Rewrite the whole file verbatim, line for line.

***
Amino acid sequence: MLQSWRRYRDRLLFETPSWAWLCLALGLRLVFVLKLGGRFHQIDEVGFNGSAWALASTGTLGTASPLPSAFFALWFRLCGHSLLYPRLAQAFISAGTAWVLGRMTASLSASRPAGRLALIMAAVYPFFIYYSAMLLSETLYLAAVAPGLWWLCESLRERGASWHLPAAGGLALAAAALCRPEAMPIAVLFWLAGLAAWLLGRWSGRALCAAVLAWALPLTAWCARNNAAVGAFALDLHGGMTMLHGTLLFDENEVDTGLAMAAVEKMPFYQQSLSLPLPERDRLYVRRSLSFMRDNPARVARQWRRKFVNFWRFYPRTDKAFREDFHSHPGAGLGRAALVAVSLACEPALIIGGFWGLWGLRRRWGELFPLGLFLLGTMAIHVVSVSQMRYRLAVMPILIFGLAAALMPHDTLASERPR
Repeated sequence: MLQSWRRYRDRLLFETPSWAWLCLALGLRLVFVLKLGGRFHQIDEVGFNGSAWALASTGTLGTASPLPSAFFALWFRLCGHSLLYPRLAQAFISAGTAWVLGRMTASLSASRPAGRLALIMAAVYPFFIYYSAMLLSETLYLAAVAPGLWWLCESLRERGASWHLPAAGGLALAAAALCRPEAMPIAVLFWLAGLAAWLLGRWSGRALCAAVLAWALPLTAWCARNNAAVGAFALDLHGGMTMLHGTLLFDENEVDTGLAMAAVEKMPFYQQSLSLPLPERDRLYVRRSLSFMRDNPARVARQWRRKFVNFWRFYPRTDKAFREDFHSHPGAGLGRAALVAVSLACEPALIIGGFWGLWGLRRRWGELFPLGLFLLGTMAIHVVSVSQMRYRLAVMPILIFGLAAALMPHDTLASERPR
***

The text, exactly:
Amino acid sequence: MLQSWRRYRDRLLFETPSWAWLCLALGLRLVFVLKLGGRFHQIDEVGFNGSAWALASTGTLGTASPLPSAFFALWFRLCGHSLLYPRLAQAFISAGTAWVLGRMTASLSASRPAGRLALIMAAVYPFFIYYSAMLLSETLYLAAVAPGLWWLCESLRERGASWHLPAAGGLALAAAALCRPEAMPIAVLFWLAGLAAWLLGRWSGRALCAAVLAWALPLTAWCARNNAAVGAFALDLHGGMTMLHGTLLFDENEVDTGLAMAAVEKMPFYQQSLSLPLPERDRLYVRRSLSFMRDNPARVARQWRRKFVNFWRFYPRTDKAFREDFHSHPGAGLGRAALVAVSLACEPALIIGGFWGLWGLRRRWGELFPLGLFLLGTMAIHVVSVSQMRYRLAVMPILIFGLAAALMPHDTLASERPR
Repeated sequence: MLQSWRRYRDRLLFETPSWAWLCLALGLRLVFVLKLGGRFHQIDEVGFNGSAWALASTGTLGTASPLPSAFFALWFRLCGHSLLYPRLAQAFISAGTAWVLGRMTASLSASRPAGRLALIMAAVYPFFIYYSAMLLSETLYLAAVAPGLWWLCESLRERGASWHLPAAGGLALAAAALCRPEAMPIAVLFWLAGLAAWLLGRWSGRALCAAVLAWALPLTAWCARNNAAVGAFALDLHGGMTMLHGTLLFDENEVDTGLAMAAVEKMPFYQQSLSLPLPERDRLYVRRSLSFMRDNPARVARQWRRKFVNFWRFYPRTDKAFREDFHSHPGAGLGRAALVAVSLACEPALIIGGFWGLWGLRRRWGELFPLGLFLLGTMAIHVVSVSQMRYRLAVMPILIFGLAAALMPHDTLASERPR